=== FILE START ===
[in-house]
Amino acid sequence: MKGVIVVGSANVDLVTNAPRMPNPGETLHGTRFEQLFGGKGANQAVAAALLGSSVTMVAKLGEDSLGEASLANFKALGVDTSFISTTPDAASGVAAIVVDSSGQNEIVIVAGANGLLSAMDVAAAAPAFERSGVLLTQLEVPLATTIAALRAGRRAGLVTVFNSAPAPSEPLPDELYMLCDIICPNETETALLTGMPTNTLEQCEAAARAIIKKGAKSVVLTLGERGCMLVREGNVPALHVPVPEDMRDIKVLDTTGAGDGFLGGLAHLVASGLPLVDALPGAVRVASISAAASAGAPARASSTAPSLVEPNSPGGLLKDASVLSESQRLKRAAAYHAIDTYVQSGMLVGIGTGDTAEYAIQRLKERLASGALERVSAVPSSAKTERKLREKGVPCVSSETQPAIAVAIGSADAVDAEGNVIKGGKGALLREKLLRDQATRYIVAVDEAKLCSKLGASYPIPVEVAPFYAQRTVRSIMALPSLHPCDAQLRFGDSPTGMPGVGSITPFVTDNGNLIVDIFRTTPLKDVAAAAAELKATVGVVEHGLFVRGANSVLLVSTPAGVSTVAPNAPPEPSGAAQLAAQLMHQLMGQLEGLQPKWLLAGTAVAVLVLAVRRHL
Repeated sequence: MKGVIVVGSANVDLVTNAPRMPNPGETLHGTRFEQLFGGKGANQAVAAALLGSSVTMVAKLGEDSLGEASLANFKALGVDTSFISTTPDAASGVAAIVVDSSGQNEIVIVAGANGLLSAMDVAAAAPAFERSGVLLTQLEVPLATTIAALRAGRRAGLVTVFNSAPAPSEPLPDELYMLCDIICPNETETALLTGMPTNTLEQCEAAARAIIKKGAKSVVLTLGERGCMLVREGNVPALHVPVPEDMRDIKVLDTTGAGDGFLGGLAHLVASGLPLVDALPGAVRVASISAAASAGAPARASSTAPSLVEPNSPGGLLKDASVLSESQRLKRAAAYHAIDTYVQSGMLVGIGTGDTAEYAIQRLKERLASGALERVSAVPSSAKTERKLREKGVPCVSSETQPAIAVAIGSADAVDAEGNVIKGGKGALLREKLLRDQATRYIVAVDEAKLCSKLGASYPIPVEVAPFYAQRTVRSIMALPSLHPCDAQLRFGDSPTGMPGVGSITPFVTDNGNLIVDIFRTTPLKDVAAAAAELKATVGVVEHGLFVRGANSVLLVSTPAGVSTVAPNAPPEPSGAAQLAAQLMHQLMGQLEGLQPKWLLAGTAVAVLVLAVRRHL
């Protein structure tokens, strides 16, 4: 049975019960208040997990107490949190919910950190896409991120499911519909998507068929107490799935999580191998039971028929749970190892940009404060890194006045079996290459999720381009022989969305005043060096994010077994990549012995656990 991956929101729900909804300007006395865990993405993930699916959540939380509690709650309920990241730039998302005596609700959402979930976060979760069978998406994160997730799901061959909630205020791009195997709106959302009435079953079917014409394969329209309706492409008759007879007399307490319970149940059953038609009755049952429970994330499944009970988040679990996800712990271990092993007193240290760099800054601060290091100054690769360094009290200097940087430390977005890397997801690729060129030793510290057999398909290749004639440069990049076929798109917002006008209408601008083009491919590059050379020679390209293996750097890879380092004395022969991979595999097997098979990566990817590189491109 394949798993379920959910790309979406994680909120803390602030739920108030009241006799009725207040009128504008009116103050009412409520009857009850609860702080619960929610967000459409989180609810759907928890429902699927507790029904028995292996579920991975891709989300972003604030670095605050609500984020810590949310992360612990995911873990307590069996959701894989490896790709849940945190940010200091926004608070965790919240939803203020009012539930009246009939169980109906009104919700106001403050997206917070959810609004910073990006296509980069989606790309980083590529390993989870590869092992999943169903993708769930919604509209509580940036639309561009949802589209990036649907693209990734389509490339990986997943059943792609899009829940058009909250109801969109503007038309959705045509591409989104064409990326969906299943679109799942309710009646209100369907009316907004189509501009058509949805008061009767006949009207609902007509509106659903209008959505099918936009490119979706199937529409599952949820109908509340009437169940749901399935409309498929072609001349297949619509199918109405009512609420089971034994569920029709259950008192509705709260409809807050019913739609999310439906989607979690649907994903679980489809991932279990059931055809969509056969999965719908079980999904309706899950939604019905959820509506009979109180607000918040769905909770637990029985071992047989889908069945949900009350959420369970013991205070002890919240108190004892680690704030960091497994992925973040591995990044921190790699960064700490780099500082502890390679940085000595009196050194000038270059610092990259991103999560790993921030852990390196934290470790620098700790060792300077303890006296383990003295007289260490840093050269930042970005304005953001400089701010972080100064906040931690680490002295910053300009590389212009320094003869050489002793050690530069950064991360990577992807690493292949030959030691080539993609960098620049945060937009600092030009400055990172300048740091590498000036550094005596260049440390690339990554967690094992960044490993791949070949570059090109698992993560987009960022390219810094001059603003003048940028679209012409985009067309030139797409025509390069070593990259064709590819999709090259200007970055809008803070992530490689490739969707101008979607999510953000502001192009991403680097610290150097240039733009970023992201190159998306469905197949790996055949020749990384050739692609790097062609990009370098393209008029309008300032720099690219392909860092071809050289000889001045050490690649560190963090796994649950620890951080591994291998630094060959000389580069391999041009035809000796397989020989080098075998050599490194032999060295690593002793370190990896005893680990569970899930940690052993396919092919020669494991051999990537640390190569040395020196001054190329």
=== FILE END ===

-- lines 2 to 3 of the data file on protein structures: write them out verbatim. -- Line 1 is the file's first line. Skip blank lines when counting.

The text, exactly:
Amino acid sequence: MKGVIVVGSANVDLVTNAPRMPNPGETLHGTRFEQLFGGKGANQAVAAALLGSSVTMVAKLGEDSLGEASLANFKALGVDTSFISTTPDAASGVAAIVVDSSGQNEIVIVAGANGLLSAMDVAAAAPAFERSGVLLTQLEVPLATTIAALRAGRRAGLVTVFNSAPAPSEPLPDELYMLCDIICPNETETALLTGMPTNTLEQCEAAARAIIKKGAKSVVLTLGERGCMLVREGNVPALHVPVPEDMRDIKVLDTTGAGDGFLGGLAHLVASGLPLVDALPGAVRVASISAAASAGAPARASSTAPSLVEPNSPGGLLKDASVLSESQRLKRAAAYHAIDTYVQSGMLVGIGTGDTAEYAIQRLKERLASGALERVSAVPSSAKTERKLREKGVPCVSSETQPAIAVAIGSADAVDAEGNVIKGGKGALLREKLLRDQATRYIVAVDEAKLCSKLGASYPIPVEVAPFYAQRTVRSIMALPSLHPCDAQLRFGDSPTGMPGVGSITPFVTDNGNLIVDIFRTTPLKDVAAAAAELKATVGVVEHGLFVRGANSVLLVSTPAGVSTVAPNAPPEPSGAAQLAAQLMHQLMGQLEGLQPKWLLAGTAVAVLVLAVRRHL
Repeated sequence: MKGVIVVGSANVDLVTNAPRMPNPGETLHGTRFEQLFGGKGANQAVAAALLGSSVTMVAKLGEDSLGEASLANFKALGVDTSFISTTPDAASGVAAIVVDSSGQNEIVIVAGANGLLSAMDVAAAAPAFERSGVLLTQLEVPLATTIAALRAGRRAGLVTVFNSAPAPSEPLPDELYMLCDIICPNETETALLTGMPTNTLEQCEAAARAIIKKGAKSVVLTLGERGCMLVREGNVPALHVPVPEDMRDIKVLDTTGAGDGFLGGLAHLVASGLPLVDALPGAVRVASISAAASAGAPARASSTAPSLVEPNSPGGLLKDASVLSESQRLKRAAAYHAIDTYVQSGMLVGIGTGDTAEYAIQRLKERLASGALERVSAVPSSAKTERKLREKGVPCVSSETQPAIAVAIGSADAVDAEGNVIKGGKGALLREKLLRDQATRYIVAVDEAKLCSKLGASYPIPVEVAPFYAQRTVRSIMALPSLHPCDAQLRFGDSPTGMPGVGSITPFVTDNGNLIVDIFRTTPLKDVAAAAAELKATVGVVEHGLFVRGANSVLLVSTPAGVSTVAPNAPPEPSGAAQLAAQLMHQLMGQLEGLQPKWLLAGTAVAVLVLAVRRHL